May is Asian American and Pacific Islander (AAPI) Heritage Month. Americans celebrate Asian and Pacific Islander neighbors who enrich our nation’s history and our future. The commemoration was officially created by former President Jimmy Carter in 1978 and later expanded to the entire month by former President George H.W. Bush. May 7 was cited as the day the first known Japanese immigrant arrived in the United States in 1843, and May 10 as the completion of the transcontinental railroad, largely constructed by Chinese immigrants, in 1869.
Jan Xie, a Chinese American living here in North Texas, says that the monthlong celebration makes her especially proud of her heritage. “Asian Americans want to build a better life for our next generation and all Americans,” she says. “This month gives us the opportunity to honor, recognize and celebrate.”
Xie views the month of May as an opportunity for Americans to learn from each other, as well as learn to respect the differences between our cultures through family life, food, films, books, music and more.
Xie is from Tsingtao, China, and moved to the United States when her husband’s job relocated to Dallas. Her sense of patriotism is strong as she expresses gratitude for the past kindnesses she received from Texas neighbors. However, she sensed a need for deeper understanding of her heritage, catalyzing the launch of a 501(c)(3) nonprofit she now leads as president, Asian Culture and Education Society (ACAES) USA.
ACAES USA began as a platform to showcase the contributions of Asian Americans. Xie references the 15,000 to 20,000 Chinese immigrants who labored over the railroad stretching from California to Nebraska in the 1860s. United States residents have always benefited from the presence and culture of their Chinese American neighbors.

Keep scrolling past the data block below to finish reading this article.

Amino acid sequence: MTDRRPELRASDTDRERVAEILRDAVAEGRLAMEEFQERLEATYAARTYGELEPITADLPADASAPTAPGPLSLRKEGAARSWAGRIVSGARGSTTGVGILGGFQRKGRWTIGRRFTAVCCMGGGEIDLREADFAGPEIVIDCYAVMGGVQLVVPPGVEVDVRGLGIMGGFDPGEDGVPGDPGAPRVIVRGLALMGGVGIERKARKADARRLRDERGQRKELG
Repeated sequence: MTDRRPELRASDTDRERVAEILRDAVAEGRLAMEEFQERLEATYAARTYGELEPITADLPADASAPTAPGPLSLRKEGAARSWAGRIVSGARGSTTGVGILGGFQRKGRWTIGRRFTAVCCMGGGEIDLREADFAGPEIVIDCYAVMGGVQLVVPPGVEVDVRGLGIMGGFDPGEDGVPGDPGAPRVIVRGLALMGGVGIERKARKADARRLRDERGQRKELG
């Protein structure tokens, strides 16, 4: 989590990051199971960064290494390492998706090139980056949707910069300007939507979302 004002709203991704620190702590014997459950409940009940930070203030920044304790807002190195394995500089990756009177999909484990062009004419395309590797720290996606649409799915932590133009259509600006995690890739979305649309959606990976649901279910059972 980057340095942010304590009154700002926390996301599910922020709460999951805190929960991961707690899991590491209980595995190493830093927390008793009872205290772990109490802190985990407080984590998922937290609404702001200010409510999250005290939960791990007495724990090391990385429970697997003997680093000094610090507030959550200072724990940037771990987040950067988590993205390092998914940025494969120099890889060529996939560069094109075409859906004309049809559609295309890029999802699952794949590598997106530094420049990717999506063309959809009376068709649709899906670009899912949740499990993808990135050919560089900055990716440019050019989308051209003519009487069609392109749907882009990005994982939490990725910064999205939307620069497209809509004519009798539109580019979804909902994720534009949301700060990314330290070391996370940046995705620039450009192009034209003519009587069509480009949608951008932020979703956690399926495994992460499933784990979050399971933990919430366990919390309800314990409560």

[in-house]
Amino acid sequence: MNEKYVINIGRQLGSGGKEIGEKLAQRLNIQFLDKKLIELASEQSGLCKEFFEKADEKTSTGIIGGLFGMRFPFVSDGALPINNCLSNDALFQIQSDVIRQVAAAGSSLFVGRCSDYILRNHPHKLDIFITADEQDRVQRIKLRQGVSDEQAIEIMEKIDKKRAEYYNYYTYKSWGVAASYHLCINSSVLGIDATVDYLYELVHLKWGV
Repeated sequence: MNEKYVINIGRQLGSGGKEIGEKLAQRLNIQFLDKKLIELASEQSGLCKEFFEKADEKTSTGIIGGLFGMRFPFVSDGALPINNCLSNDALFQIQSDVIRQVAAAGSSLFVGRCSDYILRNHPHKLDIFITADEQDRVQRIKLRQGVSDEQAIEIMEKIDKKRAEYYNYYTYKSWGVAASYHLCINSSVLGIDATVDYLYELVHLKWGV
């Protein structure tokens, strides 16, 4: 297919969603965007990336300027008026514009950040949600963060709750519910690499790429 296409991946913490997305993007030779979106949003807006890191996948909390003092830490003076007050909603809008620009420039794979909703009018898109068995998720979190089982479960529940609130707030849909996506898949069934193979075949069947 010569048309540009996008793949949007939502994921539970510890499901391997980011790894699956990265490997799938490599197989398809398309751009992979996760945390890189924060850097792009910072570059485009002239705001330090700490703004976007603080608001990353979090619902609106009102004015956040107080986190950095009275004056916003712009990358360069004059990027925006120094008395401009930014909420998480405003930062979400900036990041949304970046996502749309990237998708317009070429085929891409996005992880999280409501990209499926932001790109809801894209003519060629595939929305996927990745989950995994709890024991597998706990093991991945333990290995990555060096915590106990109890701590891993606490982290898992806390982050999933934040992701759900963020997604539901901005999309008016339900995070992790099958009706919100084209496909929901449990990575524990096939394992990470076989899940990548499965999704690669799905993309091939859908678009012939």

Xie encourages all to “respect the culture’s diversity, the history and the contributions of Asian Americans” through the organization’s programs. Community celebrations of Asian holidays, international volunteerism and pandemic relief work are among them.
The nonprofit helps schools celebrate the Lunar New Year. It cultivates leadership skills for young Chinese American students by sending them to Hubei, China, each year to teach English and share tidbits of their American culture. Budding young artists also recently participated in a “Creativity against COVID-19” art contest, while athletes could register for sports clubs.
ACAES USA has offered pandemic relief services to frontline workers, police stations, nursing homes and post offices, as well as vaccine education and registration events. The team donated PPE and meals, held lectures on health education and helped residents with language barriers register for the vaccine.
In addition to bearing the titles of nonprofit director, volunteer, wife and mother, Xie is a community activist. She is president of the DFW chapter of the Organization of Chinese Americans. She also partners with United Chinese Americans, Asian American Unity Coalition and Gendercide Awareness Project to propel equal citizenship for Asian Americans and Pacific Islanders along with education for Asian American girls.
In Xie’s words, “We must stand united, not divided.”